Sweet, yellow fruits will soon be available from the tropical destination that is Waterloo Region — I bet you didn’t expect that one.
Located in Millbank, Ontario, a farm owned by Trevor and Kathryn Gerber is taking on the ambitious task of growing exotic fruits inside a controlled, housed environment.
Linked with Canada Banana Farms, the necessary tech was facilitated by and provided for the Gerbers by Terry Brake. After all, the mission of growing bananas in the Great White North has been, until recent years, an impossibility and is thereby linked to very particular techniques.
Brake, who comes from an engineering background, has made it his mission to adapt growing methods for tropical fruits within the Canadian environment. This has involved taking plastic tents and developing ways to keep them even warmer than houses throughout the winter, as well as altering and dwarfing bananas until they are a size conducive to these particular hoop houses.
“He figured out a natural, organic ecosystem that fits in this greenhouse,” Trevor Gerber said. “It fills up the volumetric capacity of it. It’s a jungle, it’s a real jungle.”
“Pineapples are the natural insecticide — they give off a pheromone that keeps the bad insects away from the tropicals. The papaya sweetens the citrus and citrus sweetens bananas.”
Considering that they aren’t native to the territory, Canadians eat an incredible volume of bananas. Hundreds of millions of dollars worth of the fruit is imported into the country every year; the vast majority of which comes from ethically dubious labour practices in South and Central America.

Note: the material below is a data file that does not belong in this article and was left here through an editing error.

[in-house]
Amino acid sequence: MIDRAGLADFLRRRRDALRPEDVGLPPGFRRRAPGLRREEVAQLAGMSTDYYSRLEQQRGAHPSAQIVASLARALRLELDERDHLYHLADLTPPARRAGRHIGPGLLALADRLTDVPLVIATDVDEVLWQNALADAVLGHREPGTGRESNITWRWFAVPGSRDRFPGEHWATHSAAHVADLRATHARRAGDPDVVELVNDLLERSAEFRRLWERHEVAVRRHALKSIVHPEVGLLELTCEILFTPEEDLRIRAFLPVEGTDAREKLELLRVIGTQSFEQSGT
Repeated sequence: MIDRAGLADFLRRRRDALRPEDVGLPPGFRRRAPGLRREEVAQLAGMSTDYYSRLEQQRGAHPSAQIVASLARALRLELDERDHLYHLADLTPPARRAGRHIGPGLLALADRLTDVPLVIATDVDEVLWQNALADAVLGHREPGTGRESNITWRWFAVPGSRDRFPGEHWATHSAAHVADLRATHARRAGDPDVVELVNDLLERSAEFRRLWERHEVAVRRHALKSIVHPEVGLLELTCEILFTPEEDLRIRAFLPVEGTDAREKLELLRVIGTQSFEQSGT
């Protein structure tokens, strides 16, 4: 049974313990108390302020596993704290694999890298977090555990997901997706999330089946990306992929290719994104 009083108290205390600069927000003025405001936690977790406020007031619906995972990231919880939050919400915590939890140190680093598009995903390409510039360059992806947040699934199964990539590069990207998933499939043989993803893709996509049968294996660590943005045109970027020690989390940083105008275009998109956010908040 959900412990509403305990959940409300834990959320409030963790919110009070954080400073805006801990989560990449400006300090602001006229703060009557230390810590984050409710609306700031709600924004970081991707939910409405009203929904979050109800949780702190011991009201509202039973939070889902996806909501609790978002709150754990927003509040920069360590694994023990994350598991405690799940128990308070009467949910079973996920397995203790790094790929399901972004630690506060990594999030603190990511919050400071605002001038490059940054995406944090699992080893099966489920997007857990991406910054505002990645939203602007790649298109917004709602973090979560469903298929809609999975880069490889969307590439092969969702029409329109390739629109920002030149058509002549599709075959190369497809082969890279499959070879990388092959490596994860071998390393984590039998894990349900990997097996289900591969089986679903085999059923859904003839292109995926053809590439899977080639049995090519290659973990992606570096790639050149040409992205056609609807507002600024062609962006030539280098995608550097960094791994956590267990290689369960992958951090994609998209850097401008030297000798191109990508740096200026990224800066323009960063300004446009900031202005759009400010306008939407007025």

That’s much of the draw to localizing the process: by growing bananas locally, Canadians could get fresher fruit that fairly and equitably benefits their neighbours.
Canada Bananas operations have taken off all over Canada: there are multiple farms in Manitoba, Saskatchewan, Alberta and Quebec. But Ontario seems a little more hesitant to join in.
“In Ontario, there’s hardly anything,” Gerber said. “And Ontario — especially southern Ontario — is where the people are.”
Gerber considered that the enormous effort involved with growing bananas here — including the hard labour — may be causing local farmers to pause while directing their energies there. After all, bananas in Canada are a brand new concept, full of questions and doubts. But Gerber sees the work as rewarding, and feels confident that, in the near future, his efforts growing tropical fruits will pay off with consistent and lucrative business.
After all, modulating tropical conditions has also allowed for experimentation with other fruits.
“We have bananas, lemons, oranges, papaya, pineapple, guava,” Gerber said. “We’re working on avocado, hopefully someday we have coconut — Terry’s working on coconuts right now. We have passionfruit. We’re working on a whole bunch of different things but the main ones will be the bananas, the guava, the papaya, oranges and lemons.”
It appears to be an awful lot of work, both from farmers and from tech, to grow bananas within the Region. So how do the fruits of that labour taste?
“They’re amazing,” said Gerber. “One thing we noticed right away is that the peels start turning brown; you take the peel off and they start turning brown right away. To me that’s a sign of freshness.”
“And they’re smaller, like the bananas aren’t as big as the grocery store ones, but they’re sweeter and the taste is amazing. Once you’ve had them, the store-bought bananas just don’t seem quite as good anymore.”
Gerber’s farm, located at 2191 Chalmers-Forrest Road in Millbank, hopes to have local bananas — as well as other tropics fruits, field greens and cucumbers — for sale this summer. In the meantime, they’re open 9-12 on Saturdays, selling peppers and tomatoes.